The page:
4. Convenience Shopping

It seems incredibly misguided to offer a drive-through liquor store, what with our whole effort against drunk driving. But the ultra-convenience stores have been springing up across the country. Some offer more than just alcohol "“ recently stores offering groceries have been abandoning the parking lots and opening the aisles up to cars. People can drive up, place an order with a staffer and have it delivered to their car at checkout. In some chains, you can even just pop the trunk and have staffers put your bags right in there for you.

5. Trees

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Like the forest, but don't want to get out of your car? Then head down to California, where people have been carving tunnels through the giant Redwoods since cars became popular. A popular site is the Chandelier Drive-Thru Tree in Legget, which has been in business since 1930. But there are plenty of other drive-through trees, including the Drive-On Tree, which allows you to go up a ramp onto a fallen tree and pretend your car conquered nature.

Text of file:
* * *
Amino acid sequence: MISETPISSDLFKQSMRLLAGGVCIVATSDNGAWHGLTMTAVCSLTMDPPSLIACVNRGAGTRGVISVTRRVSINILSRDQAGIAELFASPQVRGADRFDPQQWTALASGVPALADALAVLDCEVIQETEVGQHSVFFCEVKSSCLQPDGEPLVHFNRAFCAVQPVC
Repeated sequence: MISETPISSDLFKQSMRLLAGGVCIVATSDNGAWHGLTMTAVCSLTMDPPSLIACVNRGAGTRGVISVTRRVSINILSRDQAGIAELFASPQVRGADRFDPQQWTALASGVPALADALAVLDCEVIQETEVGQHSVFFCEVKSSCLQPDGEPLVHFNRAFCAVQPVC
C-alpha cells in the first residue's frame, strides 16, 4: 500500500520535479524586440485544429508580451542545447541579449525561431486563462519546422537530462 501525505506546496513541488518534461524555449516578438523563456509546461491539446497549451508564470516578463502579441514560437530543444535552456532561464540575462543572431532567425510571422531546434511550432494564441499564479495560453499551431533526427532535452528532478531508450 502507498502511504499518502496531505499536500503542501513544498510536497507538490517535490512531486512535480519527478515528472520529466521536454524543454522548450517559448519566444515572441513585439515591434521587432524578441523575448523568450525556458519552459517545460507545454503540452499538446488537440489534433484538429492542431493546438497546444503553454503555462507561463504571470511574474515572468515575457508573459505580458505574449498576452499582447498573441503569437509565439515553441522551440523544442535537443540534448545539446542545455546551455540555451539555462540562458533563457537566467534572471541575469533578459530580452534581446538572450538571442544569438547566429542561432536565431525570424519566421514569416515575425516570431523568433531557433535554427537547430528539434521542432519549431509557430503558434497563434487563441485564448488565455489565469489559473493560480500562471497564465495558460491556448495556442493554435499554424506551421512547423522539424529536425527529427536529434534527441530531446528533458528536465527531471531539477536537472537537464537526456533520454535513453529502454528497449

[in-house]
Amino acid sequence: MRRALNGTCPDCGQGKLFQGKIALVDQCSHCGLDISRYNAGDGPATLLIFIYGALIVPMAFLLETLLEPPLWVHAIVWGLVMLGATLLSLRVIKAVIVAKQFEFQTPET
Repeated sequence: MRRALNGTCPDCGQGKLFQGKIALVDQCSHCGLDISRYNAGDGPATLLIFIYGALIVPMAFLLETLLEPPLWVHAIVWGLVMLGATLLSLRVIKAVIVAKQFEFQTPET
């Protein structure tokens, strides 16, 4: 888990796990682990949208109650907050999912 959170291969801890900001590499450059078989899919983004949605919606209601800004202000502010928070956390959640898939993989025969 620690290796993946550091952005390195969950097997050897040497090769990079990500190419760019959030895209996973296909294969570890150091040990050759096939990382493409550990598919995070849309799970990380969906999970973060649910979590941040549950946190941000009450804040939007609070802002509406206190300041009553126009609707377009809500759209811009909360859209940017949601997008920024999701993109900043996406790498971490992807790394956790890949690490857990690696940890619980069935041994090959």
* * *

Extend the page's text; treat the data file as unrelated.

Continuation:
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iStock // Ekaterina Minaeva
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Man Buys Two Metric Tons of LEGO Bricks; Sorts Them Via Machine Learning
May 21, 2017
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iStock // Ekaterina Minaeva

Jacques Mattheij made a small, but awesome, mistake. He went on eBay one evening and bid on a bunch of bulk LEGO brick auctions, then went to sleep. Upon waking, he discovered that he was the high bidder on many, and was now the proud owner of two tons of LEGO bricks. (This is about 4400 pounds.) He wrote, "[L]esson 1: if you win almost all bids you are bidding too high."

Mattheij had noticed that bulk, unsorted bricks sell for something like €10/kilogram, whereas sets are roughly €40/kg and rare parts go for up to €100/kg. Much of the value of the bricks is in their sorting. If he could reduce the entropy of these bins of unsorted bricks, he could make a tidy profit. While many people do this work by hand, the problem is enormous—just the kind of challenge for a computer. Mattheij writes: